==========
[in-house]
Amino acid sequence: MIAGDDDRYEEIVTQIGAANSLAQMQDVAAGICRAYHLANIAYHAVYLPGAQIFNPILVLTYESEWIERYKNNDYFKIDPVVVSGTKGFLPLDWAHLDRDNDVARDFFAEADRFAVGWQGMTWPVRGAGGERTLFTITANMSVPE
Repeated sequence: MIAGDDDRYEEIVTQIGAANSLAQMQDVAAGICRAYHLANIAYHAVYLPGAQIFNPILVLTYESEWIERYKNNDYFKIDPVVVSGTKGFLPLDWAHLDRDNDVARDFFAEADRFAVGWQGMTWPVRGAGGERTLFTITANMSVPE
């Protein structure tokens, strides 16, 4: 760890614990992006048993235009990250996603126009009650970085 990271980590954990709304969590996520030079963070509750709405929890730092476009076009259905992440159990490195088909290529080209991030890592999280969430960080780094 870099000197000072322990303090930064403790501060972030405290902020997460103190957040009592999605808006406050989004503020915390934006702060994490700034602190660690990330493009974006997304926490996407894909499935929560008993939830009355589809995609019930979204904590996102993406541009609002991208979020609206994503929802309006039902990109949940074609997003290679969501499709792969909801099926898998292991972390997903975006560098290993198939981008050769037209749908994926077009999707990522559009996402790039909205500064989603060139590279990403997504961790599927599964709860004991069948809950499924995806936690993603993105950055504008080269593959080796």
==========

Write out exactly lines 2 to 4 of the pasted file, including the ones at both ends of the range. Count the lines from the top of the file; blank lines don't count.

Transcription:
Amino acid sequence: MIAGDDDRYEEIVTQIGAANSLAQMQDVAAGICRAYHLANIAYHAVYLPGAQIFNPILVLTYESEWIERYKNNDYFKIDPVVVSGTKGFLPLDWAHLDRDNDVARDFFAEADRFAVGWQGMTWPVRGAGGERTLFTITANMSVPE
Repeated sequence: MIAGDDDRYEEIVTQIGAANSLAQMQDVAAGICRAYHLANIAYHAVYLPGAQIFNPILVLTYESEWIERYKNNDYFKIDPVVVSGTKGFLPLDWAHLDRDNDVARDFFAEADRFAVGWQGMTWPVRGAGGERTLFTITANMSVPE
């Protein structure tokens, strides 16, 4: 760890614990992006048993235009990250996603126009009650970085 990271980590954990709304969590996520030079963070509750709405929890730092476009076009259905992440159990490195088909290529080209991030890592999280969430960080780094 870099000197000072322990303090930064403790501060972030405290902020997460103190957040009592999605808006406050989004503020915390934006702060994490700034602190660690990330493009974006997304926490996407894909499935929560008993939830009355589809995609019930979204904590996102993406541009609002991208979020609206994503929802309006039902990109949940074609997003290679969501499709792969909801099926898998292991972390997903975006560098290993198939981008050769037209749908994926077009999707990522559009996402790039909205500064989603060139590279990403997504961790599927599964709860004991069948809950499924995806936690993603993105950055504008080269593959080796």